We could consider staff qualifications. All Alphacrucis, Business teaching staff have doctorates from either Australian G08 universities or top tier US universities. It is difficult to obtain precise information for ACU Business, as the staff list was taken down last year when the inaugural Dean and several of her senior hires were removed from their positions. Web searches suggest that no more than 60% of ACU Business staff are so qualified.
Consider commonly used indicators of research quality include books published with leading presses, Australian Research Council rankings of journals, per the Excellence of Research in Australia (ERA) 2010 list, and record of winning Australian Research Council or other similar overseas competitive research grants. Alphacrucis staff have books published in recent years or have under contract with Routledge, Oxford and Harvard University presses, have published on average more than five A/A* publications each, and have won ARC, as well as similar and highly competitive, research grants.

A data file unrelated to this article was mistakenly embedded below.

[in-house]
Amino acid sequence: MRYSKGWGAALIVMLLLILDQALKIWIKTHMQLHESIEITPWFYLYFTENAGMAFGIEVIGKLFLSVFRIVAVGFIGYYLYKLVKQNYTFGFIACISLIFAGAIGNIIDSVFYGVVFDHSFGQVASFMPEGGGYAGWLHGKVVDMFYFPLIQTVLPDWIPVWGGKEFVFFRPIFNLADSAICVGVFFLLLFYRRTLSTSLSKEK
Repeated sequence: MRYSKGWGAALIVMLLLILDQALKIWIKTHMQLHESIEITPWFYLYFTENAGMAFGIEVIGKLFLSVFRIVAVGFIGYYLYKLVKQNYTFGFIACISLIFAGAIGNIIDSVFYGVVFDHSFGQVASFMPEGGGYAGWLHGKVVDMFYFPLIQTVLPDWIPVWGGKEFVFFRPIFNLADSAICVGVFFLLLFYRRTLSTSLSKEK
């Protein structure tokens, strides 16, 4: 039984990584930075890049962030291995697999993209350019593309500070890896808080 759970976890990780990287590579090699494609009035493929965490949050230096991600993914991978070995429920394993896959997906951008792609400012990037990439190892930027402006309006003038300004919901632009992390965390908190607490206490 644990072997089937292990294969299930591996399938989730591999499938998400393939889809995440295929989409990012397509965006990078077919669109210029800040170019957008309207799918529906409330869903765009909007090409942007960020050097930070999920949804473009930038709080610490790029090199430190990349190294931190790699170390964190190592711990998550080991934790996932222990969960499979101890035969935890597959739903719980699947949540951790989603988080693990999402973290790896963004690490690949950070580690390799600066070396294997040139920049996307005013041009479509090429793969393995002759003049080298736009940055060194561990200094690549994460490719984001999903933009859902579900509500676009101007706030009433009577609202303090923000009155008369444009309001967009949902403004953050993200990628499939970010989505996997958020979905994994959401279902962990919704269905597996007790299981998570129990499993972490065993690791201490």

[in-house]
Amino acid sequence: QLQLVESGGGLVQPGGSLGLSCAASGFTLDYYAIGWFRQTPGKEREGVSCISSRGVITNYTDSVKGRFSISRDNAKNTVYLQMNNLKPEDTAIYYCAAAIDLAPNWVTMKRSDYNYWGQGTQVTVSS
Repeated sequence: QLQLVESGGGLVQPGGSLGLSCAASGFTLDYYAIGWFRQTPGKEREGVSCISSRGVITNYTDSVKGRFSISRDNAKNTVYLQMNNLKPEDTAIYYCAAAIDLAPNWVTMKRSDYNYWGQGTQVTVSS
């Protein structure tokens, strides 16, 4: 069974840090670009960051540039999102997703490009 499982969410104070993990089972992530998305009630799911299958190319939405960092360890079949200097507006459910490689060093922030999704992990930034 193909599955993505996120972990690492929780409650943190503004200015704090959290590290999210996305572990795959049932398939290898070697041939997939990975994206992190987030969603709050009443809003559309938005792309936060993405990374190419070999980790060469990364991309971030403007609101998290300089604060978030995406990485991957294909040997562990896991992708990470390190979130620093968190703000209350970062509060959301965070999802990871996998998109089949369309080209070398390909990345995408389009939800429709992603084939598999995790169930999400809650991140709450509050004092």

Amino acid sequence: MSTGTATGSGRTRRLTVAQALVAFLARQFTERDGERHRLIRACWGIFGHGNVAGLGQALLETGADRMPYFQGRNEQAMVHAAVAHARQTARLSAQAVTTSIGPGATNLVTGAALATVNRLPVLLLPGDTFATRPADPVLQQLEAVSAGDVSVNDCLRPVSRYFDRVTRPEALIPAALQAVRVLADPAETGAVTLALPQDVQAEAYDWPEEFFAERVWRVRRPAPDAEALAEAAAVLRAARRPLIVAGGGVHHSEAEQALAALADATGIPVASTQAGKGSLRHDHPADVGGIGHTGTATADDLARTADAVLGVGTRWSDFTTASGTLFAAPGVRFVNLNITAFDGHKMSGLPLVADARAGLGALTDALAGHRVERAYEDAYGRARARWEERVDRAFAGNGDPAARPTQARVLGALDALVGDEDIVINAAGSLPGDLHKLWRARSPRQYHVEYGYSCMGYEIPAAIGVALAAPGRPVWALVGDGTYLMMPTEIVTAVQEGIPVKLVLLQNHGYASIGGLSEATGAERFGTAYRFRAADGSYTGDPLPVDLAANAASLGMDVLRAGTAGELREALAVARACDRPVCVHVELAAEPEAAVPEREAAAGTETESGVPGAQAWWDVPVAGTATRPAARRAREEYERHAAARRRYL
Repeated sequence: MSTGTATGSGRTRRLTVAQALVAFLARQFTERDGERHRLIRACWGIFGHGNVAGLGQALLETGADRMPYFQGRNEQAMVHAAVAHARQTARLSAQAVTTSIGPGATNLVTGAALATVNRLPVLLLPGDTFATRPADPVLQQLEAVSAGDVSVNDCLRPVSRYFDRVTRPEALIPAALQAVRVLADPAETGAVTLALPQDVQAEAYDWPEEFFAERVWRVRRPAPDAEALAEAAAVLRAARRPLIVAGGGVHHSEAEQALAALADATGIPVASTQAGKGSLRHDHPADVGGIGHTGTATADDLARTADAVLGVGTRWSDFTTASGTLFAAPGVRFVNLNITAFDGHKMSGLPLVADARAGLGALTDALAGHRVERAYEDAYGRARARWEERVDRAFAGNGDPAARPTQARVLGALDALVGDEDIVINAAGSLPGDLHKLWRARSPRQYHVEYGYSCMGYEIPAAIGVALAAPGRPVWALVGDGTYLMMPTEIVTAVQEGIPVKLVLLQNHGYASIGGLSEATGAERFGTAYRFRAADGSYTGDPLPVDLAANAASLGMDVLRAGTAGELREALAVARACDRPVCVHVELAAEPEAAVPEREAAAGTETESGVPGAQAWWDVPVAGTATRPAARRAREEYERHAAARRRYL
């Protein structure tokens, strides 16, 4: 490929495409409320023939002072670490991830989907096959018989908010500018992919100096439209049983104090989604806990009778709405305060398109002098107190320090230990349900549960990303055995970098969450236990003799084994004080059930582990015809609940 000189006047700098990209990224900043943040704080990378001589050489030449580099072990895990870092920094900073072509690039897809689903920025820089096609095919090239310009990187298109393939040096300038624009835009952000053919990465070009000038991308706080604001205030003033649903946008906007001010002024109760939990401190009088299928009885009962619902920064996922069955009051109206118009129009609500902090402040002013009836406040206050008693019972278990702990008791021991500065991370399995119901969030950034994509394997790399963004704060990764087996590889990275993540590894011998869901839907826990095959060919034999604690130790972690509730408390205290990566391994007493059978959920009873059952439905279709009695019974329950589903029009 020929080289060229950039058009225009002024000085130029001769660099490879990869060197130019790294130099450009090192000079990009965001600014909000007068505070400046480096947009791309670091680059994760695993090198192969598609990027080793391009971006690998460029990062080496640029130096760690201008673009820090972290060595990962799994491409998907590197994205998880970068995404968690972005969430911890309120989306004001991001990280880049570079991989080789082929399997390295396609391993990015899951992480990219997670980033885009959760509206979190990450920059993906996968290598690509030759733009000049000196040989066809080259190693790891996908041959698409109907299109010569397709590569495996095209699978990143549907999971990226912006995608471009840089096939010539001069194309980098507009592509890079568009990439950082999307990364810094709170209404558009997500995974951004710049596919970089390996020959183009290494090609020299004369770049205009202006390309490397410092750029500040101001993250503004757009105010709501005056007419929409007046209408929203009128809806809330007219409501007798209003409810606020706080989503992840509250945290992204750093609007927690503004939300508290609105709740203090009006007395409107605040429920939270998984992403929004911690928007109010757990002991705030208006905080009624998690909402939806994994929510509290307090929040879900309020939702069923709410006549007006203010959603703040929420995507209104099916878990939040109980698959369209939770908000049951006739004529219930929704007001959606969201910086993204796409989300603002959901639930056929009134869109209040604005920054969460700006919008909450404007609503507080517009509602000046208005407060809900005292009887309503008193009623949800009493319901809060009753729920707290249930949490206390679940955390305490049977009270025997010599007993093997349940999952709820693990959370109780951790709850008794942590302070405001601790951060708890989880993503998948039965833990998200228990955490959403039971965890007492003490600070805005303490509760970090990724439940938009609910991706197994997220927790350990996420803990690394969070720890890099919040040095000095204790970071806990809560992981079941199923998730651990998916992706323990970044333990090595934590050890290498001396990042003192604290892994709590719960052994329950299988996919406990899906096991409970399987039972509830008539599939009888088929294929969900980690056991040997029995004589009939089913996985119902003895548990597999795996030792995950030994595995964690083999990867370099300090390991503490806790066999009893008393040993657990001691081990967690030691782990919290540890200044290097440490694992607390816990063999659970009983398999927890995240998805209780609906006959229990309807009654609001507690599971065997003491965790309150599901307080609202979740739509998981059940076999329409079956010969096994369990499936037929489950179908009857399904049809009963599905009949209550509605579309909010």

What do those ARC grants buy? Quadrant‘s Philippa Martyr reports….
Data for staff teaching in the ACU Business programs is difficult to obtain, but I have not been able to identify a book with a publisher of similar stature, or in fact any A/A* publications in recent years, nor do any ACU Business teaching staff appear to have won a competitive ARC or similar research grant. This is even though the universities have fought hard to keep private higher education institutions, like Alphacrucis, from being eligible to apply for ARC grants – their staff must arrange an honorary position at a university to apply, work for free for the university though their salary is being paid by the private institution, and then see all the credit and government funding flow to the university.